The bullpen has been very good for stretches and very bad for stretches. Sunday, with a chance to sweep a series for the first time this season, it gave up five runs to the Phillies in four innings of work. Matt Belisle took the loss, but Boone Logan had the worst day, surrendering three runs, two earned, and retiring just one batter, as the Rocks fell 10-9.

Despite what looks like a sensational defensive team on paper, they are in the middle of the pack with 12 errors in 20 games, three of them at the catcher position, and that doesn’t include two run-scoring passed balls by backup Jordan Pacheco in just five games wearing the gear. It’s nice to have guys who can hit behind the plate, but so far the poor defense has more than made up for the offensive contributions of Pacheco and Wilin Rosario.

The much-maligned Dexter Fowler trade is working out pretty well so far. It produced their best starter to date in Lyles, and it freed up the money to sign free agent Justin Morneau, who looks like a classic Coors Field reclamation project in the tradition of Andres Galarraga and Dante Bichette. Morneau is batting .364 and leads the club in RBI with 15 in the early going. He’s also avoided the dramatic splits, batting .367 at Coors and .324 elsewhere.

The fragility of their star players was a big factor in last season’s long, slow-motion collapse, and it’s already been an issue this year. Tulowitzki, Gonzalez and Cuddyer have already missed time with leg issues, a troublesome sign. It might be time to bring in a yoga instructor.

It’s early, of course. April numbers are overly examined because they’re the only numbers we have when everybody is still excited about the possibilities. Last year the Rocks went 16-11 in April and finished 74-88.

When I asked Weiss if he liked where his team is through 20 games, this is what he said:

“I like our club. I like the mentality of our club. I think our guys will fight through the tough stuff and I think that’s the X factor in this league. And I think we have that. So, yeah, I like where we’re at.”

So far, the Rocks are who we thought they were — a big-time offense at home, a small-time offense on the road and mediocre on the mound pretty much everywhere, except for that promising stretch of three games at the end of last week. If Chacin returns soon, De La Rosa finds his form and Lyles and Chatwood continue what they’ve started, the pitching could be better than mediocre. If the hitting stars can stay on the field and learn to play more situational ball on the road, the offense could be more consistently productive.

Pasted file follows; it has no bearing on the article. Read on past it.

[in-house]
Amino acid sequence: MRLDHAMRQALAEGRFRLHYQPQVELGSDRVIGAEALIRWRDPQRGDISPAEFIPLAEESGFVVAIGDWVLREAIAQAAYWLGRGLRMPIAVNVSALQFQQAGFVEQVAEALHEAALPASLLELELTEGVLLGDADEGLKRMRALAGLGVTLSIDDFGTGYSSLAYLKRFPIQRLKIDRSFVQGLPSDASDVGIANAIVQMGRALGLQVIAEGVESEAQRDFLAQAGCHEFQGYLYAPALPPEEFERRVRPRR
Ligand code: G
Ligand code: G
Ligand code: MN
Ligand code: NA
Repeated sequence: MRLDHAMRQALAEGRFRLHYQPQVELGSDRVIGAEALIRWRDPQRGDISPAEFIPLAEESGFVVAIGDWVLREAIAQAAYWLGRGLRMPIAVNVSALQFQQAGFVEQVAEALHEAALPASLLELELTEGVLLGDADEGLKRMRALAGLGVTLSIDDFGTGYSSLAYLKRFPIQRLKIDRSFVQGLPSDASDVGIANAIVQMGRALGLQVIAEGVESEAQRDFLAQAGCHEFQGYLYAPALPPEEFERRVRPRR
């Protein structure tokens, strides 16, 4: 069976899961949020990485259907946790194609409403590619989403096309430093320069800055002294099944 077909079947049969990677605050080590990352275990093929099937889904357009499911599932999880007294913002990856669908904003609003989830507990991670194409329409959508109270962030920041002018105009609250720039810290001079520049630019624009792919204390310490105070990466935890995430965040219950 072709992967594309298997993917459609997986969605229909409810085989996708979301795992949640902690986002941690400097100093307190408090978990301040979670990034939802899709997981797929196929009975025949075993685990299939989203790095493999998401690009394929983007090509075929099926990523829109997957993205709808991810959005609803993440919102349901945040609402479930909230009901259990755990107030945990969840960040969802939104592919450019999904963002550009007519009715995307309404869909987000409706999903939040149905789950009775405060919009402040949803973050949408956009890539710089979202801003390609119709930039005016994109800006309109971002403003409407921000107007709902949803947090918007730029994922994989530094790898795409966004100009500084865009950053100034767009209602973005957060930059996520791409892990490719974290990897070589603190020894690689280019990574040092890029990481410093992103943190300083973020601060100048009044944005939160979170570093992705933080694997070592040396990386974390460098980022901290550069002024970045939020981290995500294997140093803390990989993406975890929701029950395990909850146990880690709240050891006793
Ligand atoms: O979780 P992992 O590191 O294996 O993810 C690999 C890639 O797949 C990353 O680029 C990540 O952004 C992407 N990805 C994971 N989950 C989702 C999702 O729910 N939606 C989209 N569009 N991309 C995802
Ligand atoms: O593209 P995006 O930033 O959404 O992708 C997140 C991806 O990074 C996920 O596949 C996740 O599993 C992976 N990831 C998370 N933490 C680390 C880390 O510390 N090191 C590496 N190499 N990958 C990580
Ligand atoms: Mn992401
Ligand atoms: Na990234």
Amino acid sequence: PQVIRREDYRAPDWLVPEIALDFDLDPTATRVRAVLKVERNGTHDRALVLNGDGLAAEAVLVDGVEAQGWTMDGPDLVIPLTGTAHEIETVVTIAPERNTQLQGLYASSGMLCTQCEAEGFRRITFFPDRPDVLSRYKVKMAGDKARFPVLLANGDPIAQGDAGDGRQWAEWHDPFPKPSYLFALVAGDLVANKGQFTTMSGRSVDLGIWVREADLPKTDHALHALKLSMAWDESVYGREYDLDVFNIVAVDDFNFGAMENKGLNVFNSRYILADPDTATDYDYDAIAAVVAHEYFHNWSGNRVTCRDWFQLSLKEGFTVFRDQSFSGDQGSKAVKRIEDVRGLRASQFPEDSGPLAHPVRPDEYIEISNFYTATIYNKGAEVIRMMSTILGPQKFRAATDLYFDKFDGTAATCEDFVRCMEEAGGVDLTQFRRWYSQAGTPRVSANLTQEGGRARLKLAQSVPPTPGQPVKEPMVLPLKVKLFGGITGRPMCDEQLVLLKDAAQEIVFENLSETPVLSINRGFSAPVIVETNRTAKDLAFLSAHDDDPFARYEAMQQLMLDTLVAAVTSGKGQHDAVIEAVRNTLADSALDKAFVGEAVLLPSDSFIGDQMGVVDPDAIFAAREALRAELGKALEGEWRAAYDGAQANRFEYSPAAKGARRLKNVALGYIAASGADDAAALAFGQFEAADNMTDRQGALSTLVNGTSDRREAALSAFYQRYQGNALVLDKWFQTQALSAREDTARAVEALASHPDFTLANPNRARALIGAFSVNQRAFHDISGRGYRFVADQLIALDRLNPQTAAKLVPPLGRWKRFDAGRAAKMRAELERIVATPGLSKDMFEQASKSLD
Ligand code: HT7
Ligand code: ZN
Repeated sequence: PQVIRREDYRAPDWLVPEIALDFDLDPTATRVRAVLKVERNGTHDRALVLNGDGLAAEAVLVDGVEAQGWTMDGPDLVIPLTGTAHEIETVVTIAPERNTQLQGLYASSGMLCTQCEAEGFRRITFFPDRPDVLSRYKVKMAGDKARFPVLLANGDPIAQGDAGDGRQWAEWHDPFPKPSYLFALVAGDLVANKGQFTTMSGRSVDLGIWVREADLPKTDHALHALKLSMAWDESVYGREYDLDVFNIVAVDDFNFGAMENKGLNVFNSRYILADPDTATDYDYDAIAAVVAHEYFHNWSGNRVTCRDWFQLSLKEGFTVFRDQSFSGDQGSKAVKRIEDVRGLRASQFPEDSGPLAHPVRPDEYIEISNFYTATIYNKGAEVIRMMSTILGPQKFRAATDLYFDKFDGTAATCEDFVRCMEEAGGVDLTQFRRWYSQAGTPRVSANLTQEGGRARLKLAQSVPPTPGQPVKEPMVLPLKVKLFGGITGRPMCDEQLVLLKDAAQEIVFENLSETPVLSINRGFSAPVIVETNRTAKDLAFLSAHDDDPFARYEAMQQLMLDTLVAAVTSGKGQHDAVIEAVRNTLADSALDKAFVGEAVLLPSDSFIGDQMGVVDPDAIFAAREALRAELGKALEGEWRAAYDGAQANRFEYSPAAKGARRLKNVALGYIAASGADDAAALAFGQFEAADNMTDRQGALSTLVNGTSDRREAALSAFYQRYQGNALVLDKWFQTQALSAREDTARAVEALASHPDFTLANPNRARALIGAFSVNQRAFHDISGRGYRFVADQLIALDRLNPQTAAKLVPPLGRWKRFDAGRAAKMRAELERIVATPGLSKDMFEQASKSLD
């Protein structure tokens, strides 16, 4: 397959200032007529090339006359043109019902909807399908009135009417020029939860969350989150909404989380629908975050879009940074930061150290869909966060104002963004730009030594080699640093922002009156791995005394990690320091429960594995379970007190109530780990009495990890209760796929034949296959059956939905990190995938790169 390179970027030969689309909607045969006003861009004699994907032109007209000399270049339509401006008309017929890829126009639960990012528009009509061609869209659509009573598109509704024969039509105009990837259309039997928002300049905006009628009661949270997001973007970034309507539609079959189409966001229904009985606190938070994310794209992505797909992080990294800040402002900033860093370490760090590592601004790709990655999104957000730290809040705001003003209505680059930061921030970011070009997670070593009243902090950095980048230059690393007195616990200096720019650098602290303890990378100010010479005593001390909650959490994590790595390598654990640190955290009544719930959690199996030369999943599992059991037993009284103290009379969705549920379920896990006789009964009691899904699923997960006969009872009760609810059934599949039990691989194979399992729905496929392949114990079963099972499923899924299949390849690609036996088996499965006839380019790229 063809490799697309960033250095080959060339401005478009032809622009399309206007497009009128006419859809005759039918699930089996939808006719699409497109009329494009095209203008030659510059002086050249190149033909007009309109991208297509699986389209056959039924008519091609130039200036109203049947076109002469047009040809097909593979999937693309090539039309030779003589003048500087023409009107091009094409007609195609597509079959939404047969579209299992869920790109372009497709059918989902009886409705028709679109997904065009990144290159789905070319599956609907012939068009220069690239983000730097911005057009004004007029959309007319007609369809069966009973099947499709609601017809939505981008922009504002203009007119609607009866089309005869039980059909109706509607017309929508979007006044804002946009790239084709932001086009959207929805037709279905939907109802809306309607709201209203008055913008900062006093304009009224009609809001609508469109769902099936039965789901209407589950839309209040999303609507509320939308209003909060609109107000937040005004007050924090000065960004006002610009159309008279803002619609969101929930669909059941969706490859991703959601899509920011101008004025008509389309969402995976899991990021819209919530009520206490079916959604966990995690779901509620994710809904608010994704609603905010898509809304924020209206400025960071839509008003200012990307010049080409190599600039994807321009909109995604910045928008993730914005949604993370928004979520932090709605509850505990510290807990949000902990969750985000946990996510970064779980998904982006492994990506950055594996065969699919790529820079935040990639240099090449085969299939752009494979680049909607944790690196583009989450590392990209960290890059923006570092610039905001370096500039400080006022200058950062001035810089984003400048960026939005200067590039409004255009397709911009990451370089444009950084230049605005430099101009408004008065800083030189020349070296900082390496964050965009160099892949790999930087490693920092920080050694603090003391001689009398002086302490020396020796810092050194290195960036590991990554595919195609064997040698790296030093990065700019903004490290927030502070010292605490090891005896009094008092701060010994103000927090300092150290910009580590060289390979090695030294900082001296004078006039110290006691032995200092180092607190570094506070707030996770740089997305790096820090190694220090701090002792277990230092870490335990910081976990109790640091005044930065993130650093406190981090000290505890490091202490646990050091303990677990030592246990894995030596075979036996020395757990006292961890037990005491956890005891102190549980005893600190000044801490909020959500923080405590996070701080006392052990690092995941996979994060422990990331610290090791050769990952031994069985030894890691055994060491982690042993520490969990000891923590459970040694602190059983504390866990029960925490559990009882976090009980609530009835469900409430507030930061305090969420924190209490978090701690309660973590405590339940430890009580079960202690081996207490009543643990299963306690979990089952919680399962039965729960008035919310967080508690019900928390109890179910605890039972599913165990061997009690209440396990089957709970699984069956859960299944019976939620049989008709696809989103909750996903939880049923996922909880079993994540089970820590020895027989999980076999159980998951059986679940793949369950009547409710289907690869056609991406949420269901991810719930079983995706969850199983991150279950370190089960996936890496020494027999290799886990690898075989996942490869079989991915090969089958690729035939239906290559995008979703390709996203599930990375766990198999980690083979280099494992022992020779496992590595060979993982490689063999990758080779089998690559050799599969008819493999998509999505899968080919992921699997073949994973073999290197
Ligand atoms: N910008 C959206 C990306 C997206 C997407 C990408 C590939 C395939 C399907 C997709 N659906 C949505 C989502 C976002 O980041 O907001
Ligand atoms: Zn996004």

That’s a lot of ifs. The promise is there, but that’s still all it is.


Shake, rattle and roll

Image

The day begins with a man bundled up like a polar explorer riding a lawn mower around an already-manicured outfield while another man pounds the dirt around home plate and another carefully unwraps the pitcher’s mound.

It ends with the man whose Twitter handle is @Chuck_Nazty putting himself in the baseball history books, the Rockies’ fifth starter of the year showing the first four how it’s done and the most beautiful swing in the game launching a ball so high and far it almost crashed the party in a string of drinking houses now occupying the previously uncharted third level in right field.

They shook, they rattled, they rolled. You could almost hear Big Joe Turner.

“Pretty much couldn’t have gone any better,” manager Walt Weiss said.

The Rockies lost three of their first four in Miami to a team not expected to do much this year. They hit adequately, but not in the clutch, and pitched poorly. It looked a lot like last year. Neither the batting order nor the pitching staff looked anywhere near as good as the spring previews of coming attractions.

So the traditional pilgrimage to 20th and Blake for the home opener carried a certain trepidation that all the offseason optimism was manufactured, a product of our pitiful wistfulness, sure to be dashed again. Then Charlie Blackmon, a.k.a. Nazty, doubled to lead off the first and scored on a Michael Cuddyer single to give the Rocks a 1-0 lead.

“I was just happy to get a hit,” he said afterward. “You go in there, you’re like, all right, first inning, you’re leading off, like, I’m just trying to jump-start the offense. Usually, I’m just trying to get a hit. And if I get one hit, come out and try and get two hits. And you just take it from there.”

He came out and got two hits in the third, singling and coming around to score, along with Cuddyer, on a triple down the right field line by Carlos Gonzalez.

Blackmon homered to right in the fourth, a no-doubter driving in D.J. LeMahieu as well. This made it 6-0 and Nazty got a little cocky.

The next time he came to bat, with the score 6-1, he doubled to the opposite field leading off the sixth, his fourth consecutive hit. On the first subsequent pitch, to Cuddyer, Blackmon took off for third. There are a number of reasons one might have advised him not to do this. One would be the old baseball rule, never make the first out of an inning at third base. You’re already in scoring position at second and the meat of your batting order is coming up. Another would be that the meat of your batting order consists of Cuddyer, CarGo and Troy Tulowitzki.